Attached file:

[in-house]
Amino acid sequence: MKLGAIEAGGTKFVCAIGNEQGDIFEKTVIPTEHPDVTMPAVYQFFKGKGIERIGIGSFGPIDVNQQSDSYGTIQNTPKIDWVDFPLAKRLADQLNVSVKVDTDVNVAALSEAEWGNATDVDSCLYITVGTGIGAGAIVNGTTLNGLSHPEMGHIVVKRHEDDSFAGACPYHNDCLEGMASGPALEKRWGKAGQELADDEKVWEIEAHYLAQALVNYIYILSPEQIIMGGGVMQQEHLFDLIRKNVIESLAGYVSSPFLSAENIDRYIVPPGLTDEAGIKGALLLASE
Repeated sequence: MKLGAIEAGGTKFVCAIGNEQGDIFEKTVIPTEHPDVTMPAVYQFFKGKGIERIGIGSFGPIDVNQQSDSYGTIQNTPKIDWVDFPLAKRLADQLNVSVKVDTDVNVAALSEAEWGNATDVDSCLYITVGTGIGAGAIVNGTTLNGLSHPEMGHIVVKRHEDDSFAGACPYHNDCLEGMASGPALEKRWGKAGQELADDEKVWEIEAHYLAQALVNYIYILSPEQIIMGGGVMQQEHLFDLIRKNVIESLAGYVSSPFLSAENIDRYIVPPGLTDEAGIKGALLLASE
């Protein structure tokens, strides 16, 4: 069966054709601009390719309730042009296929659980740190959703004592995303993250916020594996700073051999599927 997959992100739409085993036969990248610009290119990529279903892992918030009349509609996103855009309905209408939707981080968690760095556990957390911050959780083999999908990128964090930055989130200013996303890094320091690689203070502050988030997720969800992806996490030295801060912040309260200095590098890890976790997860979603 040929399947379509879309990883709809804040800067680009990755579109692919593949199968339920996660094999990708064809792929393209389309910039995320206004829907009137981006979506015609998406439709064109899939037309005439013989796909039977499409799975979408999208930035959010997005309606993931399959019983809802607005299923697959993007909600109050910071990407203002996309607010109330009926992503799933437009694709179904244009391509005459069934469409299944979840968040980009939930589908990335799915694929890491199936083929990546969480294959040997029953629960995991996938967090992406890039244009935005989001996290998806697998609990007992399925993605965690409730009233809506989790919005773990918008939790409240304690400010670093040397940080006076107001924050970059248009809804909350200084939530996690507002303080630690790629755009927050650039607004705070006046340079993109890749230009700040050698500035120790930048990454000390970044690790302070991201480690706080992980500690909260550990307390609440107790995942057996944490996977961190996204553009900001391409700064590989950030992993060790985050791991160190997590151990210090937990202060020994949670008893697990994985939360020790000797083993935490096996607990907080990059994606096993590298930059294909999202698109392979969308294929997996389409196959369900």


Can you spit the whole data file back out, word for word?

[in-house]
Amino acid sequence: MKLGAIEAGGTKFVCAIGNEQGDIFEKTVIPTEHPDVTMPAVYQFFKGKGIERIGIGSFGPIDVNQQSDSYGTIQNTPKIDWVDFPLAKRLADQLNVSVKVDTDVNVAALSEAEWGNATDVDSCLYITVGTGIGAGAIVNGTTLNGLSHPEMGHIVVKRHEDDSFAGACPYHNDCLEGMASGPALEKRWGKAGQELADDEKVWEIEAHYLAQALVNYIYILSPEQIIMGGGVMQQEHLFDLIRKNVIESLAGYVSSPFLSAENIDRYIVPPGLTDEAGIKGALLLASE
Repeated sequence: MKLGAIEAGGTKFVCAIGNEQGDIFEKTVIPTEHPDVTMPAVYQFFKGKGIERIGIGSFGPIDVNQQSDSYGTIQNTPKIDWVDFPLAKRLADQLNVSVKVDTDVNVAALSEAEWGNATDVDSCLYITVGTGIGAGAIVNGTTLNGLSHPEMGHIVVKRHEDDSFAGACPYHNDCLEGMASGPALEKRWGKAGQELADDEKVWEIEAHYLAQALVNYIYILSPEQIIMGGGVMQQEHLFDLIRKNVIESLAGYVSSPFLSAENIDRYIVPPGLTDEAGIKGALLLASE
């Protein structure tokens, strides 16, 4: 069966054709601009390719309730042009296929659980740190959703004592995303993250916020594996700073051999599927 997959992100739409085993036969990248610009290119990529279903892992918030009349509609996103855009309905209408939707981080968690760095556990957390911050959780083999999908990128964090930055989130200013996303890094320091690689203070502050988030997720969800992806996490030295801060912040309260200095590098890890976790997860979603 040929399947379509879309990883709809804040800067680009990755579109692919593949199968339920996660094999990708064809792929393209389309910039995320206004829907009137981006979506015609998406439709064109899939037309005439013989796909039977499409799975979408999208930035959010997005309606993931399959019983809802607005299923697959993007909600109050910071990407203002996309607010109330009926992503799933437009694709179904244009391509005459069934469409299944979840968040980009939930589908990335799915694929890491199936083929990546969480294959040997029953629960995991996938967090992406890039244009935005989001996290998806697998609990007992399925993605965690409730009233809506989790919005773990918008939790409240304690400010670093040397940080006076107001924050970059248009809804909350200084939530996690507002303080630690790629755009927050650039607004705070006046340079993109890749230009700040050698500035120790930048990454000390970044690790302070991201480690706080992980500690909260550990307390609440107790995942057996944490996977961190996204553009900001391409700064590989950030992993060790985050791991160190997590151990210090937990202060020994949670008893697990994985939360020790000797083993935490096996607990907080990059994606096993590298930059294909999202698109392979969308294929997996389409196959369900």